Category Archives: Breakfast

Peaches and Cream Oatmeal

Forbidden Rice Blog | Peaches and Cream Oatmeal (4 of 6)

At least once a week, I get a text from one of my girlfriends I’ve been friends with for over two decades. Having moved back to Kaua’i with her husband recently, expecting her first baby girl in a few short months, this morning message often includes a photo of the beach with words such as “enjoying my oatmeal at the beach!” I try to contain my jealousy and refrain from writing “thanks for the induced homesickness bi-yotch!” (Teehee!)

The other thing these messages often do is leave me a hankering for some good oatmeal. Since I don’t generally eat breakfast, this craving hits around 1:30 or 2 PM. While I do enjoy overnight oats very much in the summer, I also thoroughly like oats that have been cooked on the stove.

Around here we throw all sorts of things into our oatmeal — peanut butter, sunflower butter, honey, maple syrup, homemade jam, bananas, other chopped up fruit we happen to have on hand, cranberries, currants, walnuts, macadamia nuts, etc., etc. Since my favorite locally grown peaches happen to be available right now, I am a huge fan of peach-filled oatmeal… Like the following recipe!

Forbidden Rice Blog | Peaches and Cream Oatmeal (6 of 6)

Peaches and Cream Oatmeal

Serves about 6.


2 1⁄2 cups water
1⁄8 teaspoon salt
2 cups old fashioned oatmeal
2 tablespoons sugar
1⁄2 teaspoon cinnamon
1/4 teaspoon fresh ground nutmeg
1/2 cup whole milk
2 tablespoons heavy cream
3 tablespoons butter
1 teaspoon vanilla extract
2 tablespoons brown sugar (or to your liking)
2 ripe peaches, peeled, pitted, and diced

Forbidden Rice Blog | Peaches and Cream Oatmeal (3 of 6)


Bring the water to a boil. Add the salt.

While stirring constantly, gradually add the oatmeal. Return to a boil and then reduce heat to a simmer. Allow oats to thicken for a few minutes. Once they have thickened, stir in the milk, cream, butter, vanilla, and brown sugar. Gently fold in the diced peaches.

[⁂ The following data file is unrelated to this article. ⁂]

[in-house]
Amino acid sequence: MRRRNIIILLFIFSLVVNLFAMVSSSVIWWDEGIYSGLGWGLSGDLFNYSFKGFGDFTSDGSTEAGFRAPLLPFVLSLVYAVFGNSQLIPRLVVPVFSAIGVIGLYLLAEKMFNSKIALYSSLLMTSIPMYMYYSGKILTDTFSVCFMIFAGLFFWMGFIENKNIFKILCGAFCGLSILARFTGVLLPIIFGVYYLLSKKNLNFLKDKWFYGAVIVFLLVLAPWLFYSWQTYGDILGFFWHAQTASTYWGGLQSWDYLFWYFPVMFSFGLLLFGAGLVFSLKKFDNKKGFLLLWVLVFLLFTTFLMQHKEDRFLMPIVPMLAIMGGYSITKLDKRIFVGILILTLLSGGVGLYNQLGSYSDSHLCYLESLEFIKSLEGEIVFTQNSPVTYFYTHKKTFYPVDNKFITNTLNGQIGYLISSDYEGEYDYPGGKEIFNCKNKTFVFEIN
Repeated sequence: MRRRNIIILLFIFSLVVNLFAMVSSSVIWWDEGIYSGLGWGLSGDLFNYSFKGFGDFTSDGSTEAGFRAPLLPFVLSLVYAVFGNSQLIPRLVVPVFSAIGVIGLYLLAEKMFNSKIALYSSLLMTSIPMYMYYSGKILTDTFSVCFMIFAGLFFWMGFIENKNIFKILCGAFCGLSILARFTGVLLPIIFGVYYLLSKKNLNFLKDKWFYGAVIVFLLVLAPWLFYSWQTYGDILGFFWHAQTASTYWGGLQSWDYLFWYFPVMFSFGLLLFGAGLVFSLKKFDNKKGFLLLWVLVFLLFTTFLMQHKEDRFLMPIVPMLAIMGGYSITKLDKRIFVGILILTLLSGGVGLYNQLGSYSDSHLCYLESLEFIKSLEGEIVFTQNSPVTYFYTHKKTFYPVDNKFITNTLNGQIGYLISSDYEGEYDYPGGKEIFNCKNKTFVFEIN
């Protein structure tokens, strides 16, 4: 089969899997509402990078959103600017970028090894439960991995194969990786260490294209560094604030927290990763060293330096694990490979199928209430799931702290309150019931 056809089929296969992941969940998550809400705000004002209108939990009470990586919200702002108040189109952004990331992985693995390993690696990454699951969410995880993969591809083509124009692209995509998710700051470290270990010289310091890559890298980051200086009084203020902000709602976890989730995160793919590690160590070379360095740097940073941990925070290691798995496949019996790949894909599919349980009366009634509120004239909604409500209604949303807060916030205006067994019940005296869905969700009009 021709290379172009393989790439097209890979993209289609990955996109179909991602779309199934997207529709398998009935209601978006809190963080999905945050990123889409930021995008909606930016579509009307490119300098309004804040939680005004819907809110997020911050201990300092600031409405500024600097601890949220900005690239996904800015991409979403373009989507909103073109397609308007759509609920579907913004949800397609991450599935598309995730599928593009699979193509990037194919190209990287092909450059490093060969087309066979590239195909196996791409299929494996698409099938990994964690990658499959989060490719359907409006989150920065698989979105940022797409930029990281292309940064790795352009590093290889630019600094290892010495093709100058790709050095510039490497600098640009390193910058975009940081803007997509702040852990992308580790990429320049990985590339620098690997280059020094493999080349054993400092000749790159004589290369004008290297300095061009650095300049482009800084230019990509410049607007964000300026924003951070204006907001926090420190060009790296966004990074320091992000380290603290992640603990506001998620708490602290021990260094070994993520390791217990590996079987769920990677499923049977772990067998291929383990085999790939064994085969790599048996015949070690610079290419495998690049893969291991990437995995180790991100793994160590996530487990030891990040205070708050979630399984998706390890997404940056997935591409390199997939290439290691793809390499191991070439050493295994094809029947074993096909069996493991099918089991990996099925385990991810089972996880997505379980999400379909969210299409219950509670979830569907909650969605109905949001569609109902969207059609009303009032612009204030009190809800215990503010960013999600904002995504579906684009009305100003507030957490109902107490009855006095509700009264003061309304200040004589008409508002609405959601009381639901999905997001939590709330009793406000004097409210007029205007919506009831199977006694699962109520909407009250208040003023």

Serve with a little additional butter, cream, and brown sugar if you’d like.

Forbidden Rice Blog | Peaches and Cream Oatmeal (1 of 6)

Forbidden Rice Blog | Peaches and Cream Oatmeal (2 of 6)

Forbidden Rice Blog | Peaches and Cream Oatmeal (5 of 6)

Buttermilk Blueberry Biscuits

Forbidden Rice Blog | Blueberry Biscuits (1 of 4)

My name is Julie Hashimoto-McCreery, I am 30 years and 1.6 months old, and I still do not know the technical difference between scones and biscuits. While there is talk of differences being lightness, or moistness, or savory(ness) or sweetness… when it comes down to it, the best scones AND biscuits I’ve had incorporate few differences. Savory, light, but moist scones? YES. Savory, light, moist biscuits? YES. (Thou shalt never use the words “moist” and “biscuits” together from this day forward.) There’s debate on SHAPE being the determining factor (seriously, folks!).

I call the following recipe biscuits. You could call them scones if you prefer. They are fluffy, not-at-all-dry, packed with fresh blueberries and just a hint of lemon. These biscuits are most excellent while still warm, preferably with a cup of coffee or tea!

Forbidden Rice Blog | Blueberry Biscuits (2 of 4)

Buttermilk Blueberry Biscuits

Yields about 10-12 biscuits.

3 cups all-purpose flour
2 tablespoons sugar
4 1/2 teaspoons baking powder
3/4 teaspoon cream of tartar
1/2 teaspoon sea salt
3/4 cup butter (cold and cut into cubes)
1 egg, beaten
3/4 cup very cold buttermilk
zest and juice from 1 large lemon
1/4 teaspoon fresh ground nutmeg
2 cups fresh blueberries
2 tablespoons all-purpose flour
1 tablespoon sugar

Forbidden Rice Blog | Blueberry Biscuits (4 of 4)


Preheat the oven to 425 degree F and prepare an ungreased baking sheet with parchment paper.

In a mixing bowl, sift together the 3 cups of flour, 2 tablespoons sugar, baking powder, cream of tartar, lemon zest and salt. Cut in the butter until the mixture looks like coarse cornmeal.

In a small bowl, lightly toss together the blueberries with the 2 tablespoons flour and 1 tablespoon sugar, until the berries are well coated with the flour. Add the blueberries in the the flour/butter mixture, mixing together well.

In another bowl beat the egg, buttermilk, and lemon juice together lightly with a fork. Add it to the flour mixture, stirring to create a soft dough. (Work quickly, as you want to keep the mixture as cold as possible to keep the butter from breaking down before getting in the oven.) Some of the blueberries will inadvertently get mushed; it’s okay!